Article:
Fibreoptics breakthrough

Michael Woloschuk


CityU scientists have developed an optical fibre that is expected to revolutionize wideband telecommunications by enhancing the quality and stability of high bandwidth data transmission. 

The breakthrough, featuring a new ultra-large-core single-mode fibre, was the result of a research project led by Dr Kin Chiang, Chair Professor of the Department of Electronic Engineering. The novel fibre can be applied to ultra wideband telecommunications, allowing enhanced broadband Internet data transfer as well as improved long-distance telecommunications and TV signal transmissions.

"The development could help to lower the cost of ultra wideband telecommunications internationally," Professor Chiang said. An overseas collaborator is currently working with Professor Chiang to bring the new fibre to market.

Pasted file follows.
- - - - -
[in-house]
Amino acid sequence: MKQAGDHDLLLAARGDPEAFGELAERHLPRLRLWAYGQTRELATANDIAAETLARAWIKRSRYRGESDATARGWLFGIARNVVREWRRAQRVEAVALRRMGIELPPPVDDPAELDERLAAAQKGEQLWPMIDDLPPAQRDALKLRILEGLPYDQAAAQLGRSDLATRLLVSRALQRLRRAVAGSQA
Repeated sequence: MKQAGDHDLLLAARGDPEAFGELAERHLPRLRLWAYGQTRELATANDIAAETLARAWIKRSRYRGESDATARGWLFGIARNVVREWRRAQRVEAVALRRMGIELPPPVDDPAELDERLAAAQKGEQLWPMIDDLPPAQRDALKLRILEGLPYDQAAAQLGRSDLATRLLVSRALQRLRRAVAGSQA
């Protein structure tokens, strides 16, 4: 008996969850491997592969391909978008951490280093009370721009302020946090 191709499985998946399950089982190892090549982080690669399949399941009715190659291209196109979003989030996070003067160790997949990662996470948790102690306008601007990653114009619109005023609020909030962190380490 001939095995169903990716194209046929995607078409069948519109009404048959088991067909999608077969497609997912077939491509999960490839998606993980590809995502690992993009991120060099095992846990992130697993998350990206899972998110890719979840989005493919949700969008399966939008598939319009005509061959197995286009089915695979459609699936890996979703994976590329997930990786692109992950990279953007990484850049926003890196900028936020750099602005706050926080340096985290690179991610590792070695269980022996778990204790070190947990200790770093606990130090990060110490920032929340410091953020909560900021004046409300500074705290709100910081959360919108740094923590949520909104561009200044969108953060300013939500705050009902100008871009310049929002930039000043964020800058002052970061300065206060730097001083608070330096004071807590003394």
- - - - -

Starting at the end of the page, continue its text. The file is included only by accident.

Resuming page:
Driven by ever-increasing data transmission demands, scientists in the optical fibre community had been struggling for years to enlarge the size of the optical fibre core without reducing transmission quality. The market demand for bandwidth is currently 10 gigabytes per second, equivalent to 120,000 simultaneous telephone transmissions.

Professor Chiang, who invented the revolutionary fibreoptic design with his research fellow, Dr Vipur Rastogi, was recently elected a Fellow of the Optical Society of America in recognition of his extensive contributions to fibre and integrated optics, particularly the theory, simulation and characterization of optical fibres and wavelengths.

In 1999, Professor Chiang was awarded the Croucher Senior Research Fellowship. He holds two patents and has published over 200 papers in international journals and conference proceedings, as well as several book chapters.


Contact Information

Communications and Institutional Research Office

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